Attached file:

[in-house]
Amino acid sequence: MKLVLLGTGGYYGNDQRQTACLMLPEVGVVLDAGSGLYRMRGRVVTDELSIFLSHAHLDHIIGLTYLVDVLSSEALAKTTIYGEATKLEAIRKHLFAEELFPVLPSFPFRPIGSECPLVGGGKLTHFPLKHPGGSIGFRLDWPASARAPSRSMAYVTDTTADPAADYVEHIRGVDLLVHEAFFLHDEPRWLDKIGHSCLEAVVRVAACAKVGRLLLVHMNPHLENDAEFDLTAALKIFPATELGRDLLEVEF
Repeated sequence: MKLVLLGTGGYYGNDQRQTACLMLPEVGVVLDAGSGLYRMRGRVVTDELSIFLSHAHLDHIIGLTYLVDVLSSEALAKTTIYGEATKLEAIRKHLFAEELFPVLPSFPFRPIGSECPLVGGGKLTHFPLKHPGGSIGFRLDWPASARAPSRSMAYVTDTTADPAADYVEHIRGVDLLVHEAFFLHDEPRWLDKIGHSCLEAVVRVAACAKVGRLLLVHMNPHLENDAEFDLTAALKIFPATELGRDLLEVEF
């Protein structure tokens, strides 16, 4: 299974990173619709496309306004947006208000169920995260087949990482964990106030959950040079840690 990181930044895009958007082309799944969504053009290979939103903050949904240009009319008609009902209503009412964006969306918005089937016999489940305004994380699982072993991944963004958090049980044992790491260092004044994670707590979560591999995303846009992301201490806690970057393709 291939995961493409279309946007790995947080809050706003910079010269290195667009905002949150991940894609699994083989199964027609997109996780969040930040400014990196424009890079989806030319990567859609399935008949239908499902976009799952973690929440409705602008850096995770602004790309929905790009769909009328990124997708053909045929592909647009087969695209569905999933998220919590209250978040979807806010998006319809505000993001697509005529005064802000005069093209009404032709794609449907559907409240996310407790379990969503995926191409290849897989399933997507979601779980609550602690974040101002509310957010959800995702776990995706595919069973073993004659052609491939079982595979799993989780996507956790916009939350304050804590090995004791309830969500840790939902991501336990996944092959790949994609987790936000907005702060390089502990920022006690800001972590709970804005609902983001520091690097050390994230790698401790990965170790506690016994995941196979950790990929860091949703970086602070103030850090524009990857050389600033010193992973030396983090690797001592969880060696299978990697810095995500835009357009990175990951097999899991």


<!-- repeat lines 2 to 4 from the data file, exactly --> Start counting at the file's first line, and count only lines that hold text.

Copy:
Amino acid sequence: MKLVLLGTGGYYGNDQRQTACLMLPEVGVVLDAGSGLYRMRGRVVTDELSIFLSHAHLDHIIGLTYLVDVLSSEALAKTTIYGEATKLEAIRKHLFAEELFPVLPSFPFRPIGSECPLVGGGKLTHFPLKHPGGSIGFRLDWPASARAPSRSMAYVTDTTADPAADYVEHIRGVDLLVHEAFFLHDEPRWLDKIGHSCLEAVVRVAACAKVGRLLLVHMNPHLENDAEFDLTAALKIFPATELGRDLLEVEF
Repeated sequence: MKLVLLGTGGYYGNDQRQTACLMLPEVGVVLDAGSGLYRMRGRVVTDELSIFLSHAHLDHIIGLTYLVDVLSSEALAKTTIYGEATKLEAIRKHLFAEELFPVLPSFPFRPIGSECPLVGGGKLTHFPLKHPGGSIGFRLDWPASARAPSRSMAYVTDTTADPAADYVEHIRGVDLLVHEAFFLHDEPRWLDKIGHSCLEAVVRVAACAKVGRLLLVHMNPHLENDAEFDLTAALKIFPATELGRDLLEVEF
């Protein structure tokens, strides 16, 4: 299974990173619709496309306004947006208000169920995260087949990482964990106030959950040079840690 990181930044895009958007082309799944969504053009290979939103903050949904240009009319008609009902209503009412964006969306918005089937016999489940305004994380699982072993991944963004958090049980044992790491260092004044994670707590979560591999995303846009992301201490806690970057393709 291939995961493409279309946007790995947080809050706003910079010269290195667009905002949150991940894609699994083989199964027609997109996780969040930040400014990196424009890079989806030319990567859609399935008949239908499902976009799952973690929440409705602008850096995770602004790309929905790009769909009328990124997708053909045929592909647009087969695209569905999933998220919590209250978040979807806010998006319809505000993001697509005529005064802000005069093209009404032709794609449907559907409240996310407790379990969503995926191409290849897989399933997507979601779980609550602690974040101002509310957010959800995702776990995706595919069973073993004659052609491939079982595979799993989780996507956790916009939350304050804590090995004791309830969500840790939902991501336990996944092959790949994609987790936000907005702060390089502990920022006690800001972590709970804005609902983001520091690097050390994230790698401790990965170790506690016994995941196979950790990929860091949703970086602070103030850090524009990857050389600033010193992973030396983090690797001592969880060696299978990697810095995500835009357009990175990951097999899991």